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Can Obama, Lee sell lawmakers on US-South Korea free trade deal?

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South Korea's main opposition Democratic Party, for instance, planned a major national campaign against ratification.

Park Jie-won, Democratic Party leader in Korea’s National Assembly, accused the government of having made “too many concessions” on “people’s lives and safety” by easing stringent requirements on motor vehicles.

South Korea’s trade minister, Kim Jong-hoon, however, denied having made too many concessions, calling it a “win win” for both countries.”

Happy presidents

Mr. Obama couched the agreement, the biggest US trade deal since the signing of the North American Free Trade Agreement with Canada and Mexico in 1994, as a breakthrough in American efforts to overcome its yawning trade deficit and regain lost respect as a top trading power. With that goal in mind, he said the agreement “shows the US is willing to lead and compete in the global economy” while “opening new markets around the world to products that are made in America."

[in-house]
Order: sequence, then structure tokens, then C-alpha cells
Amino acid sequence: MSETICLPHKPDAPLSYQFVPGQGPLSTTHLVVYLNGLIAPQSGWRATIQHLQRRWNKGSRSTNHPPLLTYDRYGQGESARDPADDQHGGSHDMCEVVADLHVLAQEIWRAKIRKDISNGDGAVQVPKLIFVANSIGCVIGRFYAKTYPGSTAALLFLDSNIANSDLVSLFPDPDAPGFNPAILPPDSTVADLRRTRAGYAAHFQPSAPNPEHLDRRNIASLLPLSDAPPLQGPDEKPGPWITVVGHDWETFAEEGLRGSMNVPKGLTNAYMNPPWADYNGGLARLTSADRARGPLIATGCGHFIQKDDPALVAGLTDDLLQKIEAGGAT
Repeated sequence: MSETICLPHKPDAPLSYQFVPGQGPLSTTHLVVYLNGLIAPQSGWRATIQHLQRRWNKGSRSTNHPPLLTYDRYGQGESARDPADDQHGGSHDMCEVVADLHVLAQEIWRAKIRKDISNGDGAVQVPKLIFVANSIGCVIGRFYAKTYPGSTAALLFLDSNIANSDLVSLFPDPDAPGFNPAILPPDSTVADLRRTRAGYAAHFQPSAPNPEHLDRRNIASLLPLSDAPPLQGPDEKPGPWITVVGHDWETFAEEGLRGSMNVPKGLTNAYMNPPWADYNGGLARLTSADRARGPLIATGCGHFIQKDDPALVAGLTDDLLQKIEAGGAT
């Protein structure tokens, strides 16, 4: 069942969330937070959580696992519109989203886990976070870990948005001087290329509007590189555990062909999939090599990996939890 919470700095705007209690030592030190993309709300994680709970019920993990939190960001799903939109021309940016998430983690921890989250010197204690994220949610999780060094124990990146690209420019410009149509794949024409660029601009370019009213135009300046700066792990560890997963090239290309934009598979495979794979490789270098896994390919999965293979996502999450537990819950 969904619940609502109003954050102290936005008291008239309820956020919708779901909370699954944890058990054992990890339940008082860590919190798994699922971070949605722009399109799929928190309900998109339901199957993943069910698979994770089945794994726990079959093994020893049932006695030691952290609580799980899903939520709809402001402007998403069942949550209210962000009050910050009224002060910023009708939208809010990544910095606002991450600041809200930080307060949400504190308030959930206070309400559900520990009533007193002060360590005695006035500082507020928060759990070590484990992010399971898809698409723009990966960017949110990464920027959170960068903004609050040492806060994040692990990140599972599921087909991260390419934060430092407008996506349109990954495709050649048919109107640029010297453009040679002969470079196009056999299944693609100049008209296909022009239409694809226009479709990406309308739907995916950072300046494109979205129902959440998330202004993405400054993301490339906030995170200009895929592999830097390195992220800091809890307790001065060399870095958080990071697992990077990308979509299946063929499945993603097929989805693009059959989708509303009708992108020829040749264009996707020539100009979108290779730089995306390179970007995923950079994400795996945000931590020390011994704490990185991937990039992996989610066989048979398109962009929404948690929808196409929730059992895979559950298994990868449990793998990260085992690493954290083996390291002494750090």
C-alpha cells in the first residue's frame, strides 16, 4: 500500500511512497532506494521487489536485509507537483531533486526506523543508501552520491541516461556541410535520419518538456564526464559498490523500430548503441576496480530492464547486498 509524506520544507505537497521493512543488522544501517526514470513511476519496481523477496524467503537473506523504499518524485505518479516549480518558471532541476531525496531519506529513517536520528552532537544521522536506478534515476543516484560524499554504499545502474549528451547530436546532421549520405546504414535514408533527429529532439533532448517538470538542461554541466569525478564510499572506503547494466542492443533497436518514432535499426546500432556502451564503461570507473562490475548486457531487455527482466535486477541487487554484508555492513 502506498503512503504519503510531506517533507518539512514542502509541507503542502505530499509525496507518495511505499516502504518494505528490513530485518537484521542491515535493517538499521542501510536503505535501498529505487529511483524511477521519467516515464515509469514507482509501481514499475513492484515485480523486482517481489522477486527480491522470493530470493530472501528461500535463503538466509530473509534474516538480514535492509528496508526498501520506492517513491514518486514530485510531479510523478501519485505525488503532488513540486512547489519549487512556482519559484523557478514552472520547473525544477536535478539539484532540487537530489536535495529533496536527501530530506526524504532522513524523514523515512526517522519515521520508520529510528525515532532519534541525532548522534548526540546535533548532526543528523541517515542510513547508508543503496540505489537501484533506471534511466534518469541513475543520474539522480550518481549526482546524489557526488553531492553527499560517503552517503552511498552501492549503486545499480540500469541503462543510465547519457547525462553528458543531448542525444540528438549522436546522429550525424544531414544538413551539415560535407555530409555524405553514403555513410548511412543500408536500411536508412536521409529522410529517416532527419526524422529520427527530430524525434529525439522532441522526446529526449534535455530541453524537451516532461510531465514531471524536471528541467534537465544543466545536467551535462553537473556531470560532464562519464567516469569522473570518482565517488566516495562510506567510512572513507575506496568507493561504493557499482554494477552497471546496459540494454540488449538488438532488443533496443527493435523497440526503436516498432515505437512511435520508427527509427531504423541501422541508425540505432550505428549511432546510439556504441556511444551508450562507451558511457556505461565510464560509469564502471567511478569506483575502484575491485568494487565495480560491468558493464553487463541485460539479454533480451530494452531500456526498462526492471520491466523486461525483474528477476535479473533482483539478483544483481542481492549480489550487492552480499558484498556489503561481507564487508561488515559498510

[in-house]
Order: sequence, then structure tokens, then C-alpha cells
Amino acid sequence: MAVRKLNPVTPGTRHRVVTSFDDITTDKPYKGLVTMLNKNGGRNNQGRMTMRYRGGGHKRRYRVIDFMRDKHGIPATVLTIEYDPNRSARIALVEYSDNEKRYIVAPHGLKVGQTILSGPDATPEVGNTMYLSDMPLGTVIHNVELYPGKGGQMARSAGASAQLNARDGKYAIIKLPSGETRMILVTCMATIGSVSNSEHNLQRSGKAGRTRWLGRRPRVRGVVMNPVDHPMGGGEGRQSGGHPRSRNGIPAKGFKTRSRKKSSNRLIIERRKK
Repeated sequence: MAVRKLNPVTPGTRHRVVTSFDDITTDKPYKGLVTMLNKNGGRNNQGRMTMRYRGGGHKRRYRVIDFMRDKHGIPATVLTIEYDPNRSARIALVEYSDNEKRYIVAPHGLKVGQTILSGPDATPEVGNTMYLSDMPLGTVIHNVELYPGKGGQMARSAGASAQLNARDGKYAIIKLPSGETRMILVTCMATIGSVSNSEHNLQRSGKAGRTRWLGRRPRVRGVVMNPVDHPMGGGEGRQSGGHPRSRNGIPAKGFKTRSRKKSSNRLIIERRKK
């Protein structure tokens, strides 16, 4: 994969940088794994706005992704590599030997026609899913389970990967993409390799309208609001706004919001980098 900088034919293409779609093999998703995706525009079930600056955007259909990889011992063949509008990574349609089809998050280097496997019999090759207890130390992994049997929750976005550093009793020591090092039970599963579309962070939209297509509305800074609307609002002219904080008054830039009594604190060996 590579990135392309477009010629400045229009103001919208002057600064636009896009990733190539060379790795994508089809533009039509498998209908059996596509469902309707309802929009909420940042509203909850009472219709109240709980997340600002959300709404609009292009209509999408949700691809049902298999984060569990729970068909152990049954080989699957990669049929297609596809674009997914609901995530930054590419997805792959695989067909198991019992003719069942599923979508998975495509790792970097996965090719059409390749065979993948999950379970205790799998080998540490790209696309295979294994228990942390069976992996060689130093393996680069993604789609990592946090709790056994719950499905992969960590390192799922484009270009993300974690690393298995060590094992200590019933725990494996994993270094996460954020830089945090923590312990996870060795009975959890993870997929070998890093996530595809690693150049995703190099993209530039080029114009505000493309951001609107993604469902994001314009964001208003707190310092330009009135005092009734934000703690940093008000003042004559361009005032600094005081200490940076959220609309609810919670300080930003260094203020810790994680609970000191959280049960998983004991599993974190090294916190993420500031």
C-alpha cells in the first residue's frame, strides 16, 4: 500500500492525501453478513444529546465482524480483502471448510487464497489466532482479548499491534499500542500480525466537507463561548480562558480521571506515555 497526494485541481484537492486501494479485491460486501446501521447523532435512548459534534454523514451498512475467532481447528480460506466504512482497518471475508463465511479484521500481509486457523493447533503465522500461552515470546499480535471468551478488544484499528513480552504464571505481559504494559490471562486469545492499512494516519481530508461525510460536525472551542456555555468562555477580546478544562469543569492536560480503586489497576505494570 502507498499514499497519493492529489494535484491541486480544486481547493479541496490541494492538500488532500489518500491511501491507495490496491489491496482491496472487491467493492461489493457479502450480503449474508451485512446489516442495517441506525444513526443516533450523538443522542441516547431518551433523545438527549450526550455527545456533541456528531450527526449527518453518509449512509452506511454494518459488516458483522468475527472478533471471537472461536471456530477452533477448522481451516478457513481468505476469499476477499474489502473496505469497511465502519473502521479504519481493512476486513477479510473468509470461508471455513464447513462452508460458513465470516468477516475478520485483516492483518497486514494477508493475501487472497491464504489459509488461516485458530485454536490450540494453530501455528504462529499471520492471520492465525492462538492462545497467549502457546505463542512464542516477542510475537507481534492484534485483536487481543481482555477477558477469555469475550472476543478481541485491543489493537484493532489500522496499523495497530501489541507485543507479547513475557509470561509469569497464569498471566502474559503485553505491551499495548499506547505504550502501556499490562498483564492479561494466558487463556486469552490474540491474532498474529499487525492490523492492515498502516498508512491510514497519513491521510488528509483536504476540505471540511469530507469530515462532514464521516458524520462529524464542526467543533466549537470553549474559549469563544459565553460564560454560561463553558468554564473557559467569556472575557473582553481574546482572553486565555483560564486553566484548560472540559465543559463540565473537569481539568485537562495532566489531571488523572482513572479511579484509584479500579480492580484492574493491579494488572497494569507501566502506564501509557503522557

Mr. Lee, under fire from critics for appearing weak and vacillating in dealing with North Korea’s artillery barrage on a small South Korean island in the Yellow Sea on Nov. 23, said the agreement “lays the groundwork for a 'win-win' relationship by reflecting the national interests of Korea and the United States in a balanced manner."

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